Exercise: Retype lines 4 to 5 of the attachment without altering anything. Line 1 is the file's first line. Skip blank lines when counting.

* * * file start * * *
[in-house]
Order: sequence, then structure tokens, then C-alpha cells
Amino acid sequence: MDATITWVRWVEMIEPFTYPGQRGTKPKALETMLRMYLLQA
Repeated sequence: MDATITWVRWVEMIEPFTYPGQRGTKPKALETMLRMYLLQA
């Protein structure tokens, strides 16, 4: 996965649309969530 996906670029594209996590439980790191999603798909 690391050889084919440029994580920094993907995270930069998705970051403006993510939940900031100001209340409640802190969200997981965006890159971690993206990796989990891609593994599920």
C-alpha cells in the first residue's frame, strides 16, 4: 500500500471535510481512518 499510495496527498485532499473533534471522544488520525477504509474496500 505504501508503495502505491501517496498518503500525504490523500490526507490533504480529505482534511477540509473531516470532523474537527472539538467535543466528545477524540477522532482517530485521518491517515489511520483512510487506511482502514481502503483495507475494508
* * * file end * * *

Repeated sequence: MDATITWVRWVEMIEPFTYPGQRGTKPKALETMLRMYLLQA
């Protein structure tokens, strides 16, 4: 996965649309969530 996906670029594209996590439980790191999603798909 690391050889084919440029994580920094993907995270930069998705970051403006993510939940900031100001209340409640802190969200997981965006890159971690993206990796989990891609593994599920």